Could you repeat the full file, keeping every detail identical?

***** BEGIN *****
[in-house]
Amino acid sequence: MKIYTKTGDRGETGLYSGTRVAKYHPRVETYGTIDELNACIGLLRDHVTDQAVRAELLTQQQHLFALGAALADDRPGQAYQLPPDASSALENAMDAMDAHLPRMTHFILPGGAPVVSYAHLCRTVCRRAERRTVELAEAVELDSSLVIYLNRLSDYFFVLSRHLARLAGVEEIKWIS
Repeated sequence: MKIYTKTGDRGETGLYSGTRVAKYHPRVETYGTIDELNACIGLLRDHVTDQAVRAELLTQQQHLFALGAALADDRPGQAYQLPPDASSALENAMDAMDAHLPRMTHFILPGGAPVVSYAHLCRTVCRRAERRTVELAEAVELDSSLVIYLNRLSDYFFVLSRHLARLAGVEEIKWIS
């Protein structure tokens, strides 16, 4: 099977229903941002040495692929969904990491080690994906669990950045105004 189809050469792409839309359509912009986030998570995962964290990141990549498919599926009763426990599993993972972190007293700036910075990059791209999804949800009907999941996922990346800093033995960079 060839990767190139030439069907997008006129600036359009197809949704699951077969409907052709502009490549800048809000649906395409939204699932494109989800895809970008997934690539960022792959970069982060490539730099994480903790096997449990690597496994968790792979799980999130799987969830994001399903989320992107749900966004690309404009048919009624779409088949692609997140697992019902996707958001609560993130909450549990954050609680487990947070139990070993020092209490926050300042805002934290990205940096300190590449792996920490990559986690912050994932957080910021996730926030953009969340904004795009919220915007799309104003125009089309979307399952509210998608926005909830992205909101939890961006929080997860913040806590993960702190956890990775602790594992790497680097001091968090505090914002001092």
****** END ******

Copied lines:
[in-house]
Amino acid sequence: MKIYTKTGDRGETGLYSGTRVAKYHPRVETYGTIDELNACIGLLRDHVTDQAVRAELLTQQQHLFALGAALADDRPGQAYQLPPDASSALENAMDAMDAHLPRMTHFILPGGAPVVSYAHLCRTVCRRAERRTVELAEAVELDSSLVIYLNRLSDYFFVLSRHLARLAGVEEIKWIS
Repeated sequence: MKIYTKTGDRGETGLYSGTRVAKYHPRVETYGTIDELNACIGLLRDHVTDQAVRAELLTQQQHLFALGAALADDRPGQAYQLPPDASSALENAMDAMDAHLPRMTHFILPGGAPVVSYAHLCRTVCRRAERRTVELAEAVELDSSLVIYLNRLSDYFFVLSRHLARLAGVEEIKWIS
């Protein structure tokens, strides 16, 4: 099977229903941002040495692929969904990491080690994906669990950045105004 189809050469792409839309359509912009986030998570995962964290990141990549498919599926009763426990599993993972972190007293700036910075990059791209999804949800009907999941996922990346800093033995960079 060839990767190139030439069907997008006129600036359009197809949704699951077969409907052709502009490549800048809000649906395409939204699932494109989800895809970008997934690539960022792959970069982060490539730099994480903790096997449990690597496994968790792979799980999130799987969830994001399903989320992107749900966004690309404009048919009624779409088949692609997140697992019902996707958001609560993130909450549990954050609680487990947070139990070993020092209490926050300042805002934290990205940096300190590449792996920490990559986690912050994932957080910021996730926030953009969340904004795009919220915007799309104003125009089309979307399952509210998608926005909830992205909101939890961006929080997860913040806590993960702190956890990775602790594992790497680097001091968090505090914002001092």